LOWELL, Ark. (KNWA/KFTA) — Beaver Lake supplies water for over 500,000 Arkansans, but with Northwest Arkansas’ growing population, Beaver Water District is taking the proper measures to make sure clean drinking water is available.
Some population estimates have Northwest Arkansas’ population growing to over 1 million people within the next decade.
“I’ve been in the utility business over 30 years, and I think most utilities would think if they’re growing at 2, 3 or 4% per year that’s good growth, and it is,” Kevan Inboden, chief operations officer of Beaver Water District, said. “To be able to respond to this type of growth that we’re seeing, it’s a daily thing that we’re looking at growth projections. We’re looking at plant expansions. We’re looking at financial impacts to the customers.”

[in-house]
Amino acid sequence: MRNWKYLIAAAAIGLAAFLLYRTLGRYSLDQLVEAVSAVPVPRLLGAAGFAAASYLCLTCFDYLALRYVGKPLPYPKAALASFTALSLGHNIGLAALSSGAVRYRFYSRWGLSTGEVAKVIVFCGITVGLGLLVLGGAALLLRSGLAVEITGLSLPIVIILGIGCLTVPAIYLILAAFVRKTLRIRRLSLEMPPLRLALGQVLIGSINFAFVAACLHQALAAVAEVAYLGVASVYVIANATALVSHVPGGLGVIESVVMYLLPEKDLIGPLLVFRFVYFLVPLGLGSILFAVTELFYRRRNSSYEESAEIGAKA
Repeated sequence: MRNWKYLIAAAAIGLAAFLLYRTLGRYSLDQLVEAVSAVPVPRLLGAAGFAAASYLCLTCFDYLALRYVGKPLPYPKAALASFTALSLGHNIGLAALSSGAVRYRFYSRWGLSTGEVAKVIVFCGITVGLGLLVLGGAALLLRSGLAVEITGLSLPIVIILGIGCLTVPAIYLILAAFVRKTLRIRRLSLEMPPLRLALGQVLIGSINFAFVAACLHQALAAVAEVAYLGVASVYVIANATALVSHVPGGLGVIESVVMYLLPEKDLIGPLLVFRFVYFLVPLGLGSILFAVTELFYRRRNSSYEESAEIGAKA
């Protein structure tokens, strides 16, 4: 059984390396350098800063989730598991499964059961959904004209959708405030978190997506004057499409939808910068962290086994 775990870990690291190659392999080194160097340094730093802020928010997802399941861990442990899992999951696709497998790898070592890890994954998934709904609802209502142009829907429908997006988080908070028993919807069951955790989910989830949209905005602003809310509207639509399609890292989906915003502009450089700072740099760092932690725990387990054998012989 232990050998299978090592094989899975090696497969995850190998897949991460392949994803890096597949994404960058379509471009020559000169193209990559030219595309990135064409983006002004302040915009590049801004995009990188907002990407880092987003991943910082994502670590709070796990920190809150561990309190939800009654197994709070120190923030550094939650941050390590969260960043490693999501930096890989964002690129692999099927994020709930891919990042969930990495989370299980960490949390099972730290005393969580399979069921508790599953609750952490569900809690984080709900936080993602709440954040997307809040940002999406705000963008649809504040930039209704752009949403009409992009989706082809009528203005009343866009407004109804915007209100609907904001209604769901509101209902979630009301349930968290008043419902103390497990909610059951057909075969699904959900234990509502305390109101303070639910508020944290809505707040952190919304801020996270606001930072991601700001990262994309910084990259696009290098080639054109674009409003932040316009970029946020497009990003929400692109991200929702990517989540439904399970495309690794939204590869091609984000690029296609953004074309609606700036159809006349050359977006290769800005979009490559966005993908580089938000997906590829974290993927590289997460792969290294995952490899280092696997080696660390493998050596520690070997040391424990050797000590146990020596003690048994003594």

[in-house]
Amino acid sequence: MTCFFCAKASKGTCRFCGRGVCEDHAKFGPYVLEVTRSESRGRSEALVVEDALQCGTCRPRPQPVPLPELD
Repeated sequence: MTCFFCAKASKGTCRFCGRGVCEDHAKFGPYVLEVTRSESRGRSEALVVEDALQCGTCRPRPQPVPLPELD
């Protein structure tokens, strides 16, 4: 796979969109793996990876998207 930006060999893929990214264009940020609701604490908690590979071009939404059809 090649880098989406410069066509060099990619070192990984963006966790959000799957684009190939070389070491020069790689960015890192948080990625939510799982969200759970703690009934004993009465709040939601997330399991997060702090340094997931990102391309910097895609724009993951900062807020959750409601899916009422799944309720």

Of the water in Beaver Lake, 79% is allocated for hydroelectricity while the remaining 21% makes up the drinking water of Beaver Water District’s customers. Inboden said studies and analyses will determine whether or not a higher allocation of drinking water is needed in the future.
The surface water treatment plant sells to Fayetteville, Bentonville, Rogers and Springdale for $1.54 for every 1,000 gallons of water. Those four main cities then supply water to its smaller neighboring communities.
Inboden says barring a drastic climate change that brings a severe, unforeseen drought, there will be no worries about the supply of drinking water to Northwest Arkansas residents for the foreseeable future.
“Based on the information we have, based on the weather patterns that we’ve experienced for decades, the short answer is that we should be able to supply the drinking water needs for Northwest Arkansas for a long, long time,” Inboden said.
Beaver Water District plans to expand its facilities with a new $500 million water treatment plant over the next 5-6 years.